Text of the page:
Kawasaki KZ400 by Andy Greaser This 1978 Kawasaki KZ400 restomod belongs to longtime RevZilla Common Tread writer, Andy Greaser. Andy’s name has appeared in Common Tread bylines for about six years now, but he’s recently left the team to pursue new opportunities. And he’s going out with a bang—by using his last article to feature his very own bike.

To be fair, Andy’s article isn’t really about his bike. It’s about something else that we’re very passionate about; photography. Working with RevZilla staff photographer, Luke Darigan, Andy unpacks what it takes to commission a pro photographer to photograph your bike, with the express goal of having it featured on websites like Bike EXIF.

Kawasaki KZ400 restomod by Andy Greaser
Using Andy’s KZ400 as a model, Luke delivers a set of textbook glamor photos worthy of any website or magazine. Based off that process, Andy delivers sage advice to anyone that loves building custom motorcycles—but isn’t quite sure how to present their work to a wider audience. Whether you’re a builder or a photographer, it’s a must-read.

Kawasaki KZ400 restomod by Andy Greaser
As for the bike itself—it’s as unassuming as it is charming. It wears the fuel tank from an older KZ400, with its natural patina left intact, with a ‘bread loaf’ seat that uses recycled material from an old hot rod’s soft top. The fiberglass fenders are Triumph parts, and the rear shocks are aftermarket items, scalped from a Sportster.

The engine was treated to a top-end rebuild, with a new clutch and a row of Mikuni VM carbs, tuned for midrange power. Other changes include new wiring, Renthal bars, a vintage oil temp gauge, oversized exhaust flanges, and the Peterson Air Force Base (now Space Force Base) parking sticker from the bike’s past life.

Kawasaki KZ400 restomod by Andy Greaser
It’s not a wild custom by any means—but Andy knows that. “I’d say this KZ400 is a perfect example of a custom anyone could build at home with a MIG welder, some basic tools, and a little know-how,” he says. “I took my time and tried all kinds of ideas before finding solutions I liked.”

“You can avoid a lot of frustration by being honest about your motorcycle. Don’t waste time, don’t waste money, and don’t waste potential.” [Andy Greaser | Images by Luke Darigan]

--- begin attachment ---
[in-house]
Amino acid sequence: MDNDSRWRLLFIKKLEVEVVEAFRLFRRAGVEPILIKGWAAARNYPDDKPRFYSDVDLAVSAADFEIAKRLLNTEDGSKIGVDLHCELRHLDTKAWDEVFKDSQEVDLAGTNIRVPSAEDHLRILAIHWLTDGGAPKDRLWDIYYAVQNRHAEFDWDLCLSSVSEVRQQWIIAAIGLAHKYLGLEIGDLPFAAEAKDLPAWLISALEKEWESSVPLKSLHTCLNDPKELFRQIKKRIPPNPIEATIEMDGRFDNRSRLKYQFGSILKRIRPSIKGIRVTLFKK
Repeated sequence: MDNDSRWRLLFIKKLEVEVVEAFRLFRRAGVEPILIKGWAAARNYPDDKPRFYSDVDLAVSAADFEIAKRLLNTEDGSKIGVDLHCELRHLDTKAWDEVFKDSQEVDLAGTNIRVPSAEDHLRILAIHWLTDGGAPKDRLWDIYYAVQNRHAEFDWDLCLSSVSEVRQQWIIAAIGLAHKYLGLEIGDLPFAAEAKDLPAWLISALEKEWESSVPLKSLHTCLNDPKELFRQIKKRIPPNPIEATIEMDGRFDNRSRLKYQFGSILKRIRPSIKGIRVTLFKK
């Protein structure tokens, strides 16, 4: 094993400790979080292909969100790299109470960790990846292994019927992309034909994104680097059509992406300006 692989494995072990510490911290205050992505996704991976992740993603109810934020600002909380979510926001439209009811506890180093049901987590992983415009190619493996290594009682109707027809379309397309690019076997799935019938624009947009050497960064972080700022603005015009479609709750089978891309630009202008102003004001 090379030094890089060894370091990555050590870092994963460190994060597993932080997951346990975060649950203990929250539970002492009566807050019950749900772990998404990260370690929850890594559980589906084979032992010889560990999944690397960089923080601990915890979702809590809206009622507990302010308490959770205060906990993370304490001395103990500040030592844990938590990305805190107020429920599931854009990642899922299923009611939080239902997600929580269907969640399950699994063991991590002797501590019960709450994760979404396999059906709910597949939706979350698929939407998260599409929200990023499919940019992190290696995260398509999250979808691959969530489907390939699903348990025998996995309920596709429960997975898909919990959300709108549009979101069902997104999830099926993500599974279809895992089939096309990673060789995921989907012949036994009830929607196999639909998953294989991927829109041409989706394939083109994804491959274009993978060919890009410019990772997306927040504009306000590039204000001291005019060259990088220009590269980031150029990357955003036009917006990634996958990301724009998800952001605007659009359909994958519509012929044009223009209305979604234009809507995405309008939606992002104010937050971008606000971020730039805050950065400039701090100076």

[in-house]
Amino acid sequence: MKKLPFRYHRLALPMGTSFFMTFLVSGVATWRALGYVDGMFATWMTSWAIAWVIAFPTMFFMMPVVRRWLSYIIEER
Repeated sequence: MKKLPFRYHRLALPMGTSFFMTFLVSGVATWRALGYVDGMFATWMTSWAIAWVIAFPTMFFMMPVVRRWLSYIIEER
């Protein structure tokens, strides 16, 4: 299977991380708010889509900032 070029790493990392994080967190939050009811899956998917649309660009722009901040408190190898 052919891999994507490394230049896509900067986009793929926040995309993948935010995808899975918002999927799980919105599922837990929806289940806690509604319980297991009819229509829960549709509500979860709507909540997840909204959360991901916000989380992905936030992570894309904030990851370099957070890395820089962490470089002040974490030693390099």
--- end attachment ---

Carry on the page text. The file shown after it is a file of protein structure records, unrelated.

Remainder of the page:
Electric ice racing motorcycle by RGNT
RGNT sets new electric land speed record The Swedish electric motorcycle company RGNT has just set the new land speed record for an electric motorcycle on ice. And they did it with a motorcycle styled like a classic café racer, no less.

RGNT kicked off the ‘Aurora’ project with their own RGNT No. 1 Classic SE model. It’s effectively an electric retro standard, with slick styling that wouldn’t look out of place in a Triumph or Royal Enfield showroom. Working after hours and on weekends, they rebuilt it into a café racer that’s more racer than café.

Electric ice racing motorcycle by RGNT
The No. 1 Classic SE shed its original seat and fenders, but kept its ‘fuel tank.’ RGNT’s in-house team fabricated a lightweight fairing to cut through the air, equipping it with an HMI race screen. With studded tires, clip-ons to tuck the rider in tight, and a software hack to unlock another 9 kW from the motor, the crew was ready to race.

RGNT headed to the Svenska Motorsport Alliansen-sanctioned and -licensed Speed Weekend in Årsunda, Sweden this weekend to take Aurora to the ice. With RGNT engineer Timmy Eriksson behind the bars, RGNT set three new records with this bike, and a bone stock RGNT No. 1 Scrambler SE.

Electric ice racing motorcycle by RGNT
Those records are the fastest electric motorcycle on ice (155.14 km/h), the fastest electric A1 motorcycle (135.03 km/h) and the fastest electric motorcycle production model (114.3 km/h).

RGNT didn’t have to make their bike look this pretty to set those records, but they did it anyway, because aesthetics are baked into the company’s DNA. As their company motto reads; “Ride clean. Ride in style. 100% electric.” [RGNT Motorcycles]

Electric ice racing motorcycle by RGNT